Members of the Lubbock Criminal Defense Lawyers Association took turns Friday morning on the courthouse lawn reading the grievances against British rule American colonists listed in a document that became the foundation of a country of people governed by the rule of law.
Chuck Lanehart, a Lubbock attorney, told the dozens of people in the audience that the reading the association members did was similar to how colonists first heard the Declaration of Independence.
“There was no television, there was no radio, there were no telephones, no Twitter, no Facebook,” Lanehart said. “There were newspapers, but 50 percent of the population could not read. And so broadsides were prepared and brought all across the colonies to places like this, townhalls, courthouses, and the Declaration of Independence was read just as we have done today.”
Justin Kiechler, president of the Lubbock Criminal Defense Lawyers Association, said Friday’s event was aimed at starting off the Independence Day holiday weekend in Lubbock by reminding residents about the principles that provide them the rights and freedoms to celebrate the holiday.
“It’s a lot of fun. We do a lot of cookouts, obviously, as Americans, as Texans, we have fireworks, all the fun and just hanging out and being around family and friends,” he said. “But at the beginning, hundreds and hundreds of years ago, this was a lot more important among traditions about what gave us those freedoms and rights to do these things that we do every day.”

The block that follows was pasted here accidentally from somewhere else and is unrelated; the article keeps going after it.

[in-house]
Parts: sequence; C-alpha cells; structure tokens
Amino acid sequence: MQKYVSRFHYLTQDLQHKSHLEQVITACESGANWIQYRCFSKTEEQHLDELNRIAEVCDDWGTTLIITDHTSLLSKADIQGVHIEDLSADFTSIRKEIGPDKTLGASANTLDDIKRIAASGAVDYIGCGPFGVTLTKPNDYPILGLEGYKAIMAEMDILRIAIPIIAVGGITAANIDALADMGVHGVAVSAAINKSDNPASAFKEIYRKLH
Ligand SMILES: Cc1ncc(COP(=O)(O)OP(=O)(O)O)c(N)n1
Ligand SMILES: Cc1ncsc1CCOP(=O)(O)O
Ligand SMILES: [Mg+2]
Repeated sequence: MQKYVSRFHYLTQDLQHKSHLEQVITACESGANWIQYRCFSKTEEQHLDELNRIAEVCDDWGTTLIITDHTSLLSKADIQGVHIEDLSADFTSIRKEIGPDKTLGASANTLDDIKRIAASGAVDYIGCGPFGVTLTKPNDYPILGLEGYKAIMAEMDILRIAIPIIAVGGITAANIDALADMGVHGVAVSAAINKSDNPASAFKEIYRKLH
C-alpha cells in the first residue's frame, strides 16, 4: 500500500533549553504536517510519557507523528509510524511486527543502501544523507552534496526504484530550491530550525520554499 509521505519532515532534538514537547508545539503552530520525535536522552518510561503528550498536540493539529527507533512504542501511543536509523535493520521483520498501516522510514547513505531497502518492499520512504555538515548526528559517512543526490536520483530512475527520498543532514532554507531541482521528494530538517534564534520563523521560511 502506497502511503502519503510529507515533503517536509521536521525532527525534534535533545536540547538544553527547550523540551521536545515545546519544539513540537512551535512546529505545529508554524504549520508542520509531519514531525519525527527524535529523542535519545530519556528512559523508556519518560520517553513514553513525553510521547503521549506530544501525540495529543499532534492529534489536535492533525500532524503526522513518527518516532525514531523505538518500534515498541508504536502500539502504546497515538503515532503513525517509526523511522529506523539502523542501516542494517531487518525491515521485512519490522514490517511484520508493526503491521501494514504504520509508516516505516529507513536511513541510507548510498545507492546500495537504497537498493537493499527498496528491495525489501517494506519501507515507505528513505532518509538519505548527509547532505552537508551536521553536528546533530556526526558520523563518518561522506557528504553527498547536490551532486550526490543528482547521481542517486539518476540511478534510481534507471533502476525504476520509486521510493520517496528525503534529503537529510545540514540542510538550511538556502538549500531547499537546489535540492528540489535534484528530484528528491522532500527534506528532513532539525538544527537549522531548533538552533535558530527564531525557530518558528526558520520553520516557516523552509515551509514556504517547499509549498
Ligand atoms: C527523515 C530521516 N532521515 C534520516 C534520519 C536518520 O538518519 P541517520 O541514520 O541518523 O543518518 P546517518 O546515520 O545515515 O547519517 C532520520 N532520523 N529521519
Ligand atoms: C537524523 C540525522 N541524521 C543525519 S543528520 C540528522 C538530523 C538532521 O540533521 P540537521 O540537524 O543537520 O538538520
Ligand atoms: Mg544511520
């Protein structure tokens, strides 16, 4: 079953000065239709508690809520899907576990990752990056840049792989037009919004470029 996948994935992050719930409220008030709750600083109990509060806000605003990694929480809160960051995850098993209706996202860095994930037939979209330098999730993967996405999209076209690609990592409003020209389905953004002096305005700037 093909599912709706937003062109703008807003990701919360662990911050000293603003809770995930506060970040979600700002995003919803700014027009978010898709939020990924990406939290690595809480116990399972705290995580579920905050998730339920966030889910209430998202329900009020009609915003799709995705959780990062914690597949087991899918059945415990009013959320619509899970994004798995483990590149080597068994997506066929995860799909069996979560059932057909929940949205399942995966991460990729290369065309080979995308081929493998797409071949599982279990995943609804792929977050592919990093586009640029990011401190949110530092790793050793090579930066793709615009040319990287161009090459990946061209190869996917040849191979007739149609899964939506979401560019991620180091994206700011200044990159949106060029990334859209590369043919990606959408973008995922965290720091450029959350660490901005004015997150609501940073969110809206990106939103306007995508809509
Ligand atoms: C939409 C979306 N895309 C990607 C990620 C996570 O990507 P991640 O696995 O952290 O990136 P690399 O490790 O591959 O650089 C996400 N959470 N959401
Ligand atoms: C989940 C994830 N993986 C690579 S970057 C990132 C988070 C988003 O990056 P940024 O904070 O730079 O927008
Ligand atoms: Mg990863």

The association members also read the first 10 amendments in the Constitution, known collectively as the Bill of Rights.
“Both documents target absolute tyranny,” Lanehart said. “Both documents are designed to protect the people from government excesses. Both documents identify people void of class or privilege, yet demanding righteous human treatment. The Bill of Rights contains the rules, the tools that we as lawyers use every day in this courthouse and in courthouses across the country.”
The Lubbock lawyer’s association’s reading was part of an annual effort coordinated with the Texas Criminal Defense Lawyers Association, which organized similar readings in Texas counties in the days leading up to the Independence Day holiday, said attorney Rusty Gunter.
“Last year, the Texas Criminal Defense Lawyers Association was able to have readings in every Texas county across our state as well as other states and in other countries,” he said.